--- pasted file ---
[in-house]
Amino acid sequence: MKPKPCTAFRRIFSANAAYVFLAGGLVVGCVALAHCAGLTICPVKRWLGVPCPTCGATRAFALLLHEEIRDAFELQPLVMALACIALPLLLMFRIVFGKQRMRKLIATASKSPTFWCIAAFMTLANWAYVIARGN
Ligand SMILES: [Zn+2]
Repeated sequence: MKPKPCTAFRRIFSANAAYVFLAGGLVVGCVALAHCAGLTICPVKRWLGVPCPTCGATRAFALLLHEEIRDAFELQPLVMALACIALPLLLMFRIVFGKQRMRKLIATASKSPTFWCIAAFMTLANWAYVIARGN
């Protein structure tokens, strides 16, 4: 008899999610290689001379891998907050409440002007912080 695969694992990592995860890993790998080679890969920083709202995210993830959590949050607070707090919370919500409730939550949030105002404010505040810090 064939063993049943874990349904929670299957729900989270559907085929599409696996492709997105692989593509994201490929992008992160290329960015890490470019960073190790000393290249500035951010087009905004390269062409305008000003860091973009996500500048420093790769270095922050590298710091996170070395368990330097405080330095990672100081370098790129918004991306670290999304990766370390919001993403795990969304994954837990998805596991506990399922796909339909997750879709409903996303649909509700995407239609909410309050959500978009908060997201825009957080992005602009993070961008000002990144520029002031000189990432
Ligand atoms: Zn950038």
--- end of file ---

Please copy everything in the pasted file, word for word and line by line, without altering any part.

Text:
[in-house]
Amino acid sequence: MKPKPCTAFRRIFSANAAYVFLAGGLVVGCVALAHCAGLTICPVKRWLGVPCPTCGATRAFALLLHEEIRDAFELQPLVMALACIALPLLLMFRIVFGKQRMRKLIATASKSPTFWCIAAFMTLANWAYVIARGN
Ligand SMILES: [Zn+2]
Repeated sequence: MKPKPCTAFRRIFSANAAYVFLAGGLVVGCVALAHCAGLTICPVKRWLGVPCPTCGATRAFALLLHEEIRDAFELQPLVMALACIALPLLLMFRIVFGKQRMRKLIATASKSPTFWCIAAFMTLANWAYVIARGN
């Protein structure tokens, strides 16, 4: 008899999610290689001379891998907050409440002007912080 695969694992990592995860890993790998080679890969920083709202995210993830959590949050607070707090919370919500409730939550949030105002404010505040810090 064939063993049943874990349904929670299957729900989270559907085929599409696996492709997105692989593509994201490929992008992160290329960015890490470019960073190790000393290249500035951010087009905004390269062409305008000003860091973009996500500048420093790769270095922050590298710091996170070395368990330097405080330095990672100081370098790129918004991306670290999304990766370390919001993403795990969304994954837990998805596991506990399922796909339909997750879709409903996303649909509700995407239609909410309050959500978009908060997201825009957080992005602009993070961008000002990144520029002031000189990432
Ligand atoms: Zn950038």